Where have all the songbirds gone?

This spring marks the first in eight years that I will not bear witness to the blooming of the black cottonwood, my favorite tree. It is my favorite tree. Each spring it produces sticky sweet, ovoid pods that fall to the ground and stick to the bottom of your shoes. These pods, as they open, offer the most wonderful smell I have ever smelled in my nearly 31 years on this orb.

I wish I could bottle this scent to release whenever I feel a strong pang for my homes in the Pacific Northwest and Alaska. I seem to wish for the bottling of all kinds of sensory experiences these days—joy, bird song, smell of spring in a distant land that calls for me to return. Would that it were so!

During a recent visit to Prescott, Arizona for school, I stayed with the dearest of friends. His home is nestled amidst rock and sand in a wild corner of Prescott. Prescott is a two-hour drive north of Phoenix and sits about a mile above sea level.

In the rocky Dells, cottonwood reach toward the sky in all directions. There is a small creek by his house, a precious oasis that brings riparian songbirds and waterfowl. Common yellowthroat, summer tanager, and black-headed grosbeak begin singing before the light has even started to contemplate streaming through the cracks in the shades the cover the windows.

I was surprised to discover how many of the birds singing were ones that I would hear every morning in spring from my home in the upper Skagit valley of the North Cascades. It felt like a family reunion of sorts. One of the most exciting discoveries was hearing and seeing a macgillivray’s warbler, a tiny, yellow bird, head cloaked in grey, eyes surrounded by delicate, white rings that remind me of an American robin. The call of this bird was one I struggled to recognize every spring until I moved further north and left it behind with so many others. When I first heard the song, I jumped to yellow warbler, another songbird whose song I haven’t yet mastered (as if that is really possible with the nuances of dialect and the brief window of time these remarkable creatures visit and sing their song of life each year). But something felt different. Could it be a mcg? They are elusive, but after multiple failed attempts, I followed its flight from one tree to another and noticed its grey head. I played the song on my ipod from a safe distance. It was! It was a joyful moment, to be sure.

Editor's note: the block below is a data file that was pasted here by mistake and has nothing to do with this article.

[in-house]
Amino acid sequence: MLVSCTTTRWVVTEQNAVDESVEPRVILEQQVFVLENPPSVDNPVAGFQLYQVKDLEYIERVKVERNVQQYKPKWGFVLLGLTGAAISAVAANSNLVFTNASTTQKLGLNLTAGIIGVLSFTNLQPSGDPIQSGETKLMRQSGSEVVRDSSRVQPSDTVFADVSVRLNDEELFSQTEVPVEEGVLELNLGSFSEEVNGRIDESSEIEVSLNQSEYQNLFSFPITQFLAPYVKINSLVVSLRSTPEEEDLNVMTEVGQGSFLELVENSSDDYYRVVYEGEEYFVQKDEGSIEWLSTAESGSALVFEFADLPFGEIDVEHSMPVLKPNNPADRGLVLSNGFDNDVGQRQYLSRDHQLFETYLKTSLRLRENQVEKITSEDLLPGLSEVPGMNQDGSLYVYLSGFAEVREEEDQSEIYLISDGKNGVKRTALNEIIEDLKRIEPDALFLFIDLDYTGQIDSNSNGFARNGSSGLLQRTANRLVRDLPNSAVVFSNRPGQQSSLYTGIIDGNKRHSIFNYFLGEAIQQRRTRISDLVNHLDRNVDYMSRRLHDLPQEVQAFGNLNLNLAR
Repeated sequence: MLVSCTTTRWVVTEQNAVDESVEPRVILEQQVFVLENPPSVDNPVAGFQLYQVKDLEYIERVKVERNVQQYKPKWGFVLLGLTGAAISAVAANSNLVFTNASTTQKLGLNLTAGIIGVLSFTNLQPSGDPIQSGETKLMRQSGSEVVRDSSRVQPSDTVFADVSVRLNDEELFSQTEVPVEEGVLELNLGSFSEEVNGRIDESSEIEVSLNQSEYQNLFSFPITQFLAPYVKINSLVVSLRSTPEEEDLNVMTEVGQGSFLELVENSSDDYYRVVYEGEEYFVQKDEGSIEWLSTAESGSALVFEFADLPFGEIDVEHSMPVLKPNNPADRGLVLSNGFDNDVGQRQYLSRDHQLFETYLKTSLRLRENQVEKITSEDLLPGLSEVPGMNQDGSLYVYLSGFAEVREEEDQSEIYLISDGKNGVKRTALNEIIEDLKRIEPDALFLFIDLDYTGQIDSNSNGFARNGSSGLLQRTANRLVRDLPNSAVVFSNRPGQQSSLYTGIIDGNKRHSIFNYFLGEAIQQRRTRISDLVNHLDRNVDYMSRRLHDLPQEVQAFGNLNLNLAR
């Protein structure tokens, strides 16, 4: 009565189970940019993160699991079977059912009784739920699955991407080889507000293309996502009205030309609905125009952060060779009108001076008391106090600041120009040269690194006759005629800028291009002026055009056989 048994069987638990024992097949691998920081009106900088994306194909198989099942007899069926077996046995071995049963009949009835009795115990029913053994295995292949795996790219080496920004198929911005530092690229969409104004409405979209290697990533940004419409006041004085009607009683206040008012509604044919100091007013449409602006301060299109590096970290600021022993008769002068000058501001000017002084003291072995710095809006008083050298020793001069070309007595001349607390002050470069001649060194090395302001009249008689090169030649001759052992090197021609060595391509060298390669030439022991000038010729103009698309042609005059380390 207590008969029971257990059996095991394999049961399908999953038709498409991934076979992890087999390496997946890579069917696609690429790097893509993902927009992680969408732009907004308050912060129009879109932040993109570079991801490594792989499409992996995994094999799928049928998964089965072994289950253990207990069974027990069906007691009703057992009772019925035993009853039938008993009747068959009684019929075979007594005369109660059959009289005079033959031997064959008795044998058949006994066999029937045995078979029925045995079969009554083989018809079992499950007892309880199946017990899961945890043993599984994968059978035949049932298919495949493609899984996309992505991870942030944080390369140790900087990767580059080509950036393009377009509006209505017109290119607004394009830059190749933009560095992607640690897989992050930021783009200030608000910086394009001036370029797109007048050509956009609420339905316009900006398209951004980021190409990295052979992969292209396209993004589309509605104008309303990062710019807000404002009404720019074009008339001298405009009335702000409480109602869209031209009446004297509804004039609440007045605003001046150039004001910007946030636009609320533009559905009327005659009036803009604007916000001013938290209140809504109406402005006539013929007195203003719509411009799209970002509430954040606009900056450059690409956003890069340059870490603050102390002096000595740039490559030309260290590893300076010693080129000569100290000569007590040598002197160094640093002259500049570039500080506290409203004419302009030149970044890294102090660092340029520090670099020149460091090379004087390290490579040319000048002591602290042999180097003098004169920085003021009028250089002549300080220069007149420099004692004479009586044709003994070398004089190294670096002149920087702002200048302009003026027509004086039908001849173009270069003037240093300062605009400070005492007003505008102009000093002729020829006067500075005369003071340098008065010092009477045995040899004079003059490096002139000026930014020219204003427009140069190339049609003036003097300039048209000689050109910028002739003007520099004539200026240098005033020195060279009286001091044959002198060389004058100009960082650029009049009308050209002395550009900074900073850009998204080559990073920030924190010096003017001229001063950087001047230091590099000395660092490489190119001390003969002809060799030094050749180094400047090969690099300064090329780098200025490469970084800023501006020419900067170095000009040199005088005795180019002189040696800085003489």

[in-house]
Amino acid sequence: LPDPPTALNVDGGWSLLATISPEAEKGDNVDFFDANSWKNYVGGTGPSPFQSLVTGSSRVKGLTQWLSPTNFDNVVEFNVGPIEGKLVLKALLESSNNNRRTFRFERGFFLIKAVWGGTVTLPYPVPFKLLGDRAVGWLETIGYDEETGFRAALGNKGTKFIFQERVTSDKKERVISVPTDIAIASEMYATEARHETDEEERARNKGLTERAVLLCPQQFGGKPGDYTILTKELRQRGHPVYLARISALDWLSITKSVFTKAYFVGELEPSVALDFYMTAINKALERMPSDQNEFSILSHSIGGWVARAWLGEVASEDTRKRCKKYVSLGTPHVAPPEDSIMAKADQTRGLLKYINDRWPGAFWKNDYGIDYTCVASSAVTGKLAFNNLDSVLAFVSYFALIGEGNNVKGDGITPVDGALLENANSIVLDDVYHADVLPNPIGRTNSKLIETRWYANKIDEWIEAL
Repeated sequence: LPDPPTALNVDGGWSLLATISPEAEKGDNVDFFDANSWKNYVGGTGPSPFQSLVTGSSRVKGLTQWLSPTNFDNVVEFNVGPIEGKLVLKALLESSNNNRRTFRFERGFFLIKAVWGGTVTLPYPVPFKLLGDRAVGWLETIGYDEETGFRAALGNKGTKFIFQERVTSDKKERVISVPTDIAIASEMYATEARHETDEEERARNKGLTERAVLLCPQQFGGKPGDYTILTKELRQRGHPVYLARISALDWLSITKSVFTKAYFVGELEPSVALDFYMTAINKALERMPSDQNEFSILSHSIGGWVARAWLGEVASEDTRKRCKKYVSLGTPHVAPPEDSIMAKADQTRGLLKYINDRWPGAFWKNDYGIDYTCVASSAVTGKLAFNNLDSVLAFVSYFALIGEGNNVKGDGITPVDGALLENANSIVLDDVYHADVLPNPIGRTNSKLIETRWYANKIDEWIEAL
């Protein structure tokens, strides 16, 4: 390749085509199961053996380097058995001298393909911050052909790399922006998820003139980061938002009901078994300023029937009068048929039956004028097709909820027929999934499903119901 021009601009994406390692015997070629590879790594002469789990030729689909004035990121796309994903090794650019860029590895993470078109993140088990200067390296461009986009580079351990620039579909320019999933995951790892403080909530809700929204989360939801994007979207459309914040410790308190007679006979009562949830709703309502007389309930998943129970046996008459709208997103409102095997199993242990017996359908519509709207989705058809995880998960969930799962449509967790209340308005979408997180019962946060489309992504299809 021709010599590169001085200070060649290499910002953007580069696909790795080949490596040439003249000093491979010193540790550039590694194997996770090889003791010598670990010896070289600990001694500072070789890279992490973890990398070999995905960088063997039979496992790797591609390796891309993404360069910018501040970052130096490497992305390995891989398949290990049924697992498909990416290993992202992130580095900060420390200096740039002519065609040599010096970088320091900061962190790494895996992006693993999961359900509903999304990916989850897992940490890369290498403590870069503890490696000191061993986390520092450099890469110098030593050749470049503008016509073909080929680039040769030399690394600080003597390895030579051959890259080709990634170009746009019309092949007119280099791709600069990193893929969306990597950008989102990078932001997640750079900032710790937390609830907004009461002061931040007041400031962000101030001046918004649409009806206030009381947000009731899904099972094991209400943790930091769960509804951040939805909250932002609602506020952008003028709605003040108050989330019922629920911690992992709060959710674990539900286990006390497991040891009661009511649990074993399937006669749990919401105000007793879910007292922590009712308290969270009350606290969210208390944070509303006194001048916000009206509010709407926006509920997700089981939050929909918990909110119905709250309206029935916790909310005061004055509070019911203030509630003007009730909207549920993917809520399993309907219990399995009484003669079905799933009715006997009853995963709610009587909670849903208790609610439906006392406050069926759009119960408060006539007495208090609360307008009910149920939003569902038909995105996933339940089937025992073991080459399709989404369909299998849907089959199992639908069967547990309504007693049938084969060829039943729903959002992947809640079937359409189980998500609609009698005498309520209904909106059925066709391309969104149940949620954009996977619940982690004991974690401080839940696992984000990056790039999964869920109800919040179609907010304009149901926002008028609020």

How blessed I truly am, for this recent visit was filled with such joyful discoveries and reunions with dear avian friends. But it makes my return to the urban wilderness that much more difficult. I love my new job, but I long for the wind blowing through the fields at Corkindale, winter wren singing in the darkness of dawn, snipe winnowing from my backyard in Gustavus, and sandhill crane crooning in flight as they make their way north from the ag fields of California.

Where am I and why?

I am in perpetual migration.

I am in hot pursuit of a sustainable existence where I am free to be myself, valued for my contributions and ideas, and invited to partake in projects because my input and skills could be helpful. I have traveled many thousand miles in this journey, and I have the feelings I will travel many more before I put down deep roots.

I am in the middle of my own theater in the round.

I am both lost and found.

I am almost 31, on the verge of another year.

Come In ~ Robert Frost

As I came to the edge of the woods,
Thrush music — hark!
Now if it was dusk outside,
Inside it was dark.

Too dark in the woods for a bird
By sleight of wing
To better its perch for the night,
Though it still could sing.

The last of the light of the sun
That had died in the west
Still lived for one song more
In a thrush’s breast.

Far in the pillared dark
Thrush music went –
Almost like a call to come in
To the dark and lament.

But no, I was out for stars;
I would not come in.
I meant not even if asked;
And I hadn’t been.

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